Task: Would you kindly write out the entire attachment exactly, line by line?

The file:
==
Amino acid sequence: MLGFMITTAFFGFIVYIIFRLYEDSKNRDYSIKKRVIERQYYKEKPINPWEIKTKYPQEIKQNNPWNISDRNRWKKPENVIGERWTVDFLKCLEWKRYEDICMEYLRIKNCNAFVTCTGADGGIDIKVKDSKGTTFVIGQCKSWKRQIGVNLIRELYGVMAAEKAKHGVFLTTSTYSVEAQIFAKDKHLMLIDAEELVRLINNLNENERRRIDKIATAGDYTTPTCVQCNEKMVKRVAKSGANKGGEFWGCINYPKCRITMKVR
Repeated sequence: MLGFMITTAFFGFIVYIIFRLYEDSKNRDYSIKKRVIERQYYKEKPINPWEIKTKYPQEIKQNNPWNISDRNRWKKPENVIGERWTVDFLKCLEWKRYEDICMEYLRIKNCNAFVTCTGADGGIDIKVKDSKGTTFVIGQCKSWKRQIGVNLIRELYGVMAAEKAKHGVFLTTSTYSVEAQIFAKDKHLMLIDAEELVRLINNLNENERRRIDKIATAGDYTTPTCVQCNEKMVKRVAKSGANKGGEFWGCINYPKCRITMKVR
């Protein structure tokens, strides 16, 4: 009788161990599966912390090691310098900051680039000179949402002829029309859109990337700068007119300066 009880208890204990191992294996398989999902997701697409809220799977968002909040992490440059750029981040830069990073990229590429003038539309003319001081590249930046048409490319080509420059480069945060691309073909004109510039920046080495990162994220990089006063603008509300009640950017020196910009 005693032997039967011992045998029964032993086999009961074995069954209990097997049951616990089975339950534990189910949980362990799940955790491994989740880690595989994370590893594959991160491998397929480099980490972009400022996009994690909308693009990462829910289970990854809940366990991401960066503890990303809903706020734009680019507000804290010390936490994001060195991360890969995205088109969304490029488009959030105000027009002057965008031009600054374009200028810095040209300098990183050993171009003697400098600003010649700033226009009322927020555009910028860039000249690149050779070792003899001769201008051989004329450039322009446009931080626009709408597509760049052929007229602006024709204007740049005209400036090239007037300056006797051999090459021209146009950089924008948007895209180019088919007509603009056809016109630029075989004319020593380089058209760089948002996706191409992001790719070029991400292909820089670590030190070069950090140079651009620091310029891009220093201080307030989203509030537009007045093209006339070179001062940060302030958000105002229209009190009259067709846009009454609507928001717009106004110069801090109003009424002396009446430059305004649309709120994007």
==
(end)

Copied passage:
Amino acid sequence: MLGFMITTAFFGFIVYIIFRLYEDSKNRDYSIKKRVIERQYYKEKPINPWEIKTKYPQEIKQNNPWNISDRNRWKKPENVIGERWTVDFLKCLEWKRYEDICMEYLRIKNCNAFVTCTGADGGIDIKVKDSKGTTFVIGQCKSWKRQIGVNLIRELYGVMAAEKAKHGVFLTTSTYSVEAQIFAKDKHLMLIDAEELVRLINNLNENERRRIDKIATAGDYTTPTCVQCNEKMVKRVAKSGANKGGEFWGCINYPKCRITMKVR
Repeated sequence: MLGFMITTAFFGFIVYIIFRLYEDSKNRDYSIKKRVIERQYYKEKPINPWEIKTKYPQEIKQNNPWNISDRNRWKKPENVIGERWTVDFLKCLEWKRYEDICMEYLRIKNCNAFVTCTGADGGIDIKVKDSKGTTFVIGQCKSWKRQIGVNLIRELYGVMAAEKAKHGVFLTTSTYSVEAQIFAKDKHLMLIDAEELVRLINNLNENERRRIDKIATAGDYTTPTCVQCNEKMVKRVAKSGANKGGEFWGCINYPKCRITMKVR
């Protein structure tokens, strides 16, 4: 009788161990599966912390090691310098900051680039000179949402002829029309859109990337700068007119300066 009880208890204990191992294996398989999902997701697409809220799977968002909040992490440059750029981040830069990073990229590429003038539309003319001081590249930046048409490319080509420059480069945060691309073909004109510039920046080495990162994220990089006063603008509300009640950017020196910009 005693032997039967011992045998029964032993086999009961074995069954209990097997049951616990089975339950534990189910949980362990799940955790491994989740880690595989994370590893594959991160491998397929480099980490972009400022996009994690909308693009990462829910289970990854809940366990991401960066503890990303809903706020734009680019507000804290010390936490994001060195991360890969995205088109969304490029488009959030105000027009002057965008031009600054374009200028810095040209300098990183050993171009003697400098600003010649700033226009009322927020555009910028860039000249690149050779070792003899001769201008051989004329450039322009446009931080626009709408597509760049052929007229602006024709204007740049005209400036090239007037300056006797051999090459021209146009950089924008948007895209180019088919007509603009056809016109630029075989004319020593380089058209760089948002996706191409992001790719070029991400292909820089670590030190070069950090140079651009620091310029891009220093201080307030989203509030537009007045093209006339070179001062940060302030958000105002229209009190009259067709846009009454609507928001717009106004110069801090109003009424002396009446430059305004649309709120994007």